Cats have a range of vocalizations they use for communicating. Some are more subtle whereas others are a little more dramatic and concerning. A cat meows to gain the attention of its pet parent, whether they want food or attention but have you ever heard a cat scream? You will certainly know if you have and if you’re looking for answers to ‘why is my cat screaming?’ you will find everything you need to know right here.
The Definition Of Cat Screaming
Cats screaming is as obvious as it sounds. The noise itself is a primal, sometimes high-pitched, sound that can shake you to your core. It’s not a sound that is commonly made but most cats may scream to alert you of something troubling to them.
Screaming Compared To Your Cat’s Meow
When adult cats meow it can be to communicate simple things. They may be greeting you, asking for attention, demanding food, or needing their litter box tended to. Kittens meow for similar reasons but may primarily do it to demand food or milk.
Screaming, on the other hand, is not common and can often be your cat trying to alert you to something more serious which we have gone into below.
Why Do Cats Scream?
Cats will often yowl or scream to gain the immediate attention of their owner. However, there are some other reasons that you may not have considered before. Here, we have listed the most common reasons why cats scream.
Sometimes a cat screams to get your attention if they are in distress. For example, they may start screaming if they’ve been accidentally locked out of the house or in a closet. The same goes if they’ve gotten themselves stuck somewhere.
Some medical conditions and illnesses such as kidney disease or arthritis may leave your cat in immense pain resulting in screaming. Medications can often combat the affliction but if you’re not aware of a health issue, cats scream to try and bring your attention to the problem.
Indoor cats that are not fond of visiting felines may feel the need to scream to tell you they are fearful or angry. Cats might also scream if they are in a position they consider menacing such as being approached and touched by children or being harassed by other animals or dogs in the house.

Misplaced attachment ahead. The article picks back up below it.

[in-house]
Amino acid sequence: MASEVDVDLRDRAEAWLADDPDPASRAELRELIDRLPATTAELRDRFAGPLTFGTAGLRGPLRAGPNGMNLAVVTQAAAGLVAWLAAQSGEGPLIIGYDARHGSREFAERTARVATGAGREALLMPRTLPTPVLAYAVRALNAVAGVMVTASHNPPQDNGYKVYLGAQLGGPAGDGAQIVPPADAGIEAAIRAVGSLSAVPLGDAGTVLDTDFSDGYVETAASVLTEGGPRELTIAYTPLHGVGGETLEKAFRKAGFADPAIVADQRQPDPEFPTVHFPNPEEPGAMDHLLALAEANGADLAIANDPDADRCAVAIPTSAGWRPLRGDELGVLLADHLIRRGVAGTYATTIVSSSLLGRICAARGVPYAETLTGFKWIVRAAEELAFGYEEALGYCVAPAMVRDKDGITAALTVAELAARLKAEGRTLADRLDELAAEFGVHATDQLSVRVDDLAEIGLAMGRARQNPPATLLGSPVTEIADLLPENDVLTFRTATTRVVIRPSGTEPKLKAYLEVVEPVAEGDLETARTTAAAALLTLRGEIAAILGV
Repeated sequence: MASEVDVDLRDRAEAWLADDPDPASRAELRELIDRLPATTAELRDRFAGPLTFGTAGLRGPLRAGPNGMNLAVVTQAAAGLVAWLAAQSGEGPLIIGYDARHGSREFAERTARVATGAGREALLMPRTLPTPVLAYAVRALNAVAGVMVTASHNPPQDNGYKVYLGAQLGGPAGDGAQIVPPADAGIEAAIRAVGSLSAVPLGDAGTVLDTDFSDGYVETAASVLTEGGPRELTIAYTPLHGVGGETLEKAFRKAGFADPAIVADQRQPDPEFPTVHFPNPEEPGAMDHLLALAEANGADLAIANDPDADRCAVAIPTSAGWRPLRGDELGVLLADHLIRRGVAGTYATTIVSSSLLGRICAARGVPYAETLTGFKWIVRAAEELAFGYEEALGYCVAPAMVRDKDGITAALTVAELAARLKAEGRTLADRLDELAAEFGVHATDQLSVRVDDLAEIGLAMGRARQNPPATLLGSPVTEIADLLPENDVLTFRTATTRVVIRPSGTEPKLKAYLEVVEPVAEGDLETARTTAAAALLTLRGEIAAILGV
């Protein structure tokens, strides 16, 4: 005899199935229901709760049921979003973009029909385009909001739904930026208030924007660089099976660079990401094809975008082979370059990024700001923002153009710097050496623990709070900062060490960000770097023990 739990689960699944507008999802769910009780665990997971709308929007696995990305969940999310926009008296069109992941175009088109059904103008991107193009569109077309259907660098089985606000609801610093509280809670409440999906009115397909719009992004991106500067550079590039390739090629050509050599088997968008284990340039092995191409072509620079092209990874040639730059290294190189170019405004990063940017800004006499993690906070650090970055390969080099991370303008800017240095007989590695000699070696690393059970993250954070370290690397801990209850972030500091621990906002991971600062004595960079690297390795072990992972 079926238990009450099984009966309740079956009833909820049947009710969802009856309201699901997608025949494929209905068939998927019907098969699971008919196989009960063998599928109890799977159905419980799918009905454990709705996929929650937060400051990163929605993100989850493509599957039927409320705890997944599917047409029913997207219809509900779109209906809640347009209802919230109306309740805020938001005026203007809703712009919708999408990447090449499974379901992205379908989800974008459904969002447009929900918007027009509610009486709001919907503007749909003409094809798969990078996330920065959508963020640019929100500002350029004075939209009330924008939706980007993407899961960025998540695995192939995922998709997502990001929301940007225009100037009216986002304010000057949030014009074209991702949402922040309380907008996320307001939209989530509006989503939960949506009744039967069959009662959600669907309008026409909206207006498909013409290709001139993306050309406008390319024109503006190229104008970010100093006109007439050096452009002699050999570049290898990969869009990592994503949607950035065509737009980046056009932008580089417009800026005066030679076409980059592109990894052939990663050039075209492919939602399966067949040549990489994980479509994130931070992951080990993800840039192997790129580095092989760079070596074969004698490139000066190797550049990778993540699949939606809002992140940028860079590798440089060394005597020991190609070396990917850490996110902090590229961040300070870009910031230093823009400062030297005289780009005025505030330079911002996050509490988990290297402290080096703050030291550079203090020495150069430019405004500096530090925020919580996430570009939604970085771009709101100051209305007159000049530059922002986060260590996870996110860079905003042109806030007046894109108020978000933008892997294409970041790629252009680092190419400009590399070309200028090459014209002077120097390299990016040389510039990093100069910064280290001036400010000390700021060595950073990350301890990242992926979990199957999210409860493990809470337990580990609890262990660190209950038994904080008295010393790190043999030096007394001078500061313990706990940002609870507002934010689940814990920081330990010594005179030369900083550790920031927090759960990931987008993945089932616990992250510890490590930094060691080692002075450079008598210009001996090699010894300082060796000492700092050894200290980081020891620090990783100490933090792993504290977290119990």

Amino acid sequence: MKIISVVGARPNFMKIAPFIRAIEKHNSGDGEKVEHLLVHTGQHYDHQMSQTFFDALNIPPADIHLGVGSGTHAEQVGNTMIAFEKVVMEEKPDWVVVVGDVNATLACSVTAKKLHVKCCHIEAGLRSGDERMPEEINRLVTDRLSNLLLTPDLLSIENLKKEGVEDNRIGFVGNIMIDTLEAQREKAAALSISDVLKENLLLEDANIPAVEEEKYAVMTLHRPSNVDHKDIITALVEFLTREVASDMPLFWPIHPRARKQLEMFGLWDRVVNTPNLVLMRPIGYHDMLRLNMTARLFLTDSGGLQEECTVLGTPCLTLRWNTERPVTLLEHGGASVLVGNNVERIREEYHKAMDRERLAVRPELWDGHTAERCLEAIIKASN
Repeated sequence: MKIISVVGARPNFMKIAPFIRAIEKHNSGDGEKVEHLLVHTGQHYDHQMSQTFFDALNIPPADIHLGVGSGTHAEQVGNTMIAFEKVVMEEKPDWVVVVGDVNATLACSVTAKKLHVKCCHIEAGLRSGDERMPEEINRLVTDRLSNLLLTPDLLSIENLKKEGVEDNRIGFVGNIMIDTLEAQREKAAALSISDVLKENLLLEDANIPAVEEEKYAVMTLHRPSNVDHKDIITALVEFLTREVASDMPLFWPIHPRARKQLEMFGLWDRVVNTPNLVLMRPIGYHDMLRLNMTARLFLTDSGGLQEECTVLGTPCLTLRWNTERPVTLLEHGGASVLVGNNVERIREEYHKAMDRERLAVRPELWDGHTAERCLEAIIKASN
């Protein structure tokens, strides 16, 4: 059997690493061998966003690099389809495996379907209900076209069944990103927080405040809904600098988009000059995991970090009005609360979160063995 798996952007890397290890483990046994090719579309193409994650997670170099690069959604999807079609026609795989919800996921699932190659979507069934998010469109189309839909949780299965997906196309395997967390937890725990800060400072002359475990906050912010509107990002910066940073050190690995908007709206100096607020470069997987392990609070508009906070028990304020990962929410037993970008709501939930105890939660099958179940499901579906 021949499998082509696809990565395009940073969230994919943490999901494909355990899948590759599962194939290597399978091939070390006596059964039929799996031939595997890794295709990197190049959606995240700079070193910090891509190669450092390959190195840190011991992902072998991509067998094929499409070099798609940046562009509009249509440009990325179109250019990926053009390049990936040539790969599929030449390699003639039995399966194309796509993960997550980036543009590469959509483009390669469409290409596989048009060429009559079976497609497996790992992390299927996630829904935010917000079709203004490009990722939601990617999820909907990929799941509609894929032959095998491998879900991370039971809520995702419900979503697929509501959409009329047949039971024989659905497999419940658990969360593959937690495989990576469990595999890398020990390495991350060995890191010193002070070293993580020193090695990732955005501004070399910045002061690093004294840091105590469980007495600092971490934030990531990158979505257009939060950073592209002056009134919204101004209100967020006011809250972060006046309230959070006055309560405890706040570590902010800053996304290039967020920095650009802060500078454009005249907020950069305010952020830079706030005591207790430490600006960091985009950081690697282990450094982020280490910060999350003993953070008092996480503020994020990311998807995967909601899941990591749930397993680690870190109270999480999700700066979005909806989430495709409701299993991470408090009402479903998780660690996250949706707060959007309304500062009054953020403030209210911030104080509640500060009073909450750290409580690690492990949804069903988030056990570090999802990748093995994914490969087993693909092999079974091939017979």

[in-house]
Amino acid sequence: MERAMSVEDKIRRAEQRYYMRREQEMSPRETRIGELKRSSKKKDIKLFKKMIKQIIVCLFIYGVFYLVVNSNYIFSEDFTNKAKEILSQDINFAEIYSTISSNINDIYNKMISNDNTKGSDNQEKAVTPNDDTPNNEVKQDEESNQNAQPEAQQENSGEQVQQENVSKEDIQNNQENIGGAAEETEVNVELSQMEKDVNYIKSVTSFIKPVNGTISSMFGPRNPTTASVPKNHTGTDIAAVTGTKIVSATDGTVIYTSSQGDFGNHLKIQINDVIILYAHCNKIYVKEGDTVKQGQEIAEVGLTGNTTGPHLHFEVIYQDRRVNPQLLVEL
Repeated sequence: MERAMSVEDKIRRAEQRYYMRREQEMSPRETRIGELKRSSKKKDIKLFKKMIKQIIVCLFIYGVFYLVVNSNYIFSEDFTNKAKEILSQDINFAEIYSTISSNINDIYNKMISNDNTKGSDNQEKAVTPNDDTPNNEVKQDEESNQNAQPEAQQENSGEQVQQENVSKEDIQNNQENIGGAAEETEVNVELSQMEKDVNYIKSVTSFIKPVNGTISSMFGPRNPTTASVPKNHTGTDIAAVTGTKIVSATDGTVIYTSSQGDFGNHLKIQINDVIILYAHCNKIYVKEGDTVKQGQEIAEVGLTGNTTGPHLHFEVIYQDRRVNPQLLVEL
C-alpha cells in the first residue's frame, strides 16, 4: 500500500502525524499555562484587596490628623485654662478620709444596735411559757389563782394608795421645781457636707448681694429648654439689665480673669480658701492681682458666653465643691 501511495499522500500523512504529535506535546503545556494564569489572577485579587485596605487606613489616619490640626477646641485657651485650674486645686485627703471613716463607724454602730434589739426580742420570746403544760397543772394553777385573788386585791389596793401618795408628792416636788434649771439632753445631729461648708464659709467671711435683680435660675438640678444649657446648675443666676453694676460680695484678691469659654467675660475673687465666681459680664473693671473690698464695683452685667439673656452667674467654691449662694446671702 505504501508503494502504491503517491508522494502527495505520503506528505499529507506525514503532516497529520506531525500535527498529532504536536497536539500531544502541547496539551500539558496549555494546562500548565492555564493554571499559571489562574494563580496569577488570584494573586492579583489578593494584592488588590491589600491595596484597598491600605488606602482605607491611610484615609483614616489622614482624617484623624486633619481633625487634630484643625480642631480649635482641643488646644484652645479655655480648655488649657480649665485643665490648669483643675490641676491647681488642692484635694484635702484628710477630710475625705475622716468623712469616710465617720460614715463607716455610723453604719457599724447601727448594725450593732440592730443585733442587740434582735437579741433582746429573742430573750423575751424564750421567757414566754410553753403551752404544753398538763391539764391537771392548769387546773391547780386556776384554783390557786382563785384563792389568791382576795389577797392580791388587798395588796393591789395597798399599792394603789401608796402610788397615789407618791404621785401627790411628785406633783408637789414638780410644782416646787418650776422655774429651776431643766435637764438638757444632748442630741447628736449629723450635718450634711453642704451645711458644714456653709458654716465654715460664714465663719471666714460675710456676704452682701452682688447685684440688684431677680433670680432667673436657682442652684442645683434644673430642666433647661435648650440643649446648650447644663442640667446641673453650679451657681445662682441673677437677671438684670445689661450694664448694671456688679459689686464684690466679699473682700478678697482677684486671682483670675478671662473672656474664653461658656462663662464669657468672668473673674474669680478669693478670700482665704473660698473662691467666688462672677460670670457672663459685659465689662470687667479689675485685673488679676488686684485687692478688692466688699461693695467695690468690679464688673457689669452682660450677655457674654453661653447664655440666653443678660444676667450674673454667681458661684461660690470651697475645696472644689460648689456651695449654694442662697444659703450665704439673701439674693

Screaming might also be the warning of an oncoming fight with other cats or pets if they are particularly hostile or territorial.
Older cats may develop the tendency to scream or meow more. Sources claim that as cats age they can begin to develop signs of dementia and will scream or meow excessively out of confusion. This cognitive dysfunction and mental confusion will leave them feeling disorientated and, as a result, can make them feel angry or fearful.
As we all know, hormones wreak havoc with our systems and the same can be said about cats. When a female cat enters her heat cycle she might begin screaming in an attempt to find a male cat to mate with. Males yowl in response to smelling or hearing a female in heat.
Why Do Cats Scream At Night?
Cats are primarily nocturnal creatures and will likely spend the daytime getting some sleep. Therefore their most active period is during the night when their humans are in bed. It’s during this period that they may additionally become anxious or scared as their owner is not around fully to pay them attention.
Note: In addition to yowling or screaming, excessive meowing may also be apparent if the problem is important. In addition, depending on a cat’s individual personality and temperament, yowling can sometimes be a form of attention-seeking.
How To Stop Your Cat From Screaming
When cats scream, it’s important that you investigate the reason behind it. Ignoring it may allow a health condition to exacerbate or will leave your feline friend feeling more and more anxious or stressed.
Seek A Vet Immediately
When your cat’s screaming excessively it’s important that you rule out a medical issue, to begin with as numerous diseases can leave your cat in agony. A veterinarian will not only be able to provide medication to help ease the suffering but can also provide advice for aftercare if the issue is long-term.
A vet may also be able to recommend specific diets to satisfy your cat’s appetite if the screaming happens because they’re hungry. Similarly, if you rely on an automatic feeder, make sure that it always has a good amount of dry food in before you leave the house or go to bed at night. This will ensure you won’t be woken or be met with a crying cat when you get home.
Get Them Spayed/Neutered
Spaying female cats will not only prevent an unwanted litter but it will also prevent certain diseases (especially if they are outdoor cats). Moreover, having a veterinarian fix your cat will reduce bad behaviors that are the result of being in heat.
Adjust Your Home
Making a safe space for your kitty can make an incredible difference to their well-being. Aging cats especially will appreciate a safe and familiar space to relax. It will also offer a place to go to get out of the way of children and other pets (or even a new pet if applicable).
Also, spend time with your cat. This will not only strengthen your bond with them but will also help ease any anxiety or stress your cat may be feeling. Playtime is also important as it can occupy your cat mentally.
Additionally, if your cat screams to be let in after being locked out, it may be a good idea to install a kitty door to let them come and go as they please.
Despite what some may believe or hear, cats can sometimes become lonely and may need a bit of extra attention. If this is the case, try hiring a pet sitter during times you are not at home to keep your cat or kitten company.
What Not To Do: Scolding will not prevent your cat from screaming as it will only exacerbate bad behavioral tendencies. Scolding your cat will temporarily stop the screaming but they may become scared of you or begin to act out more.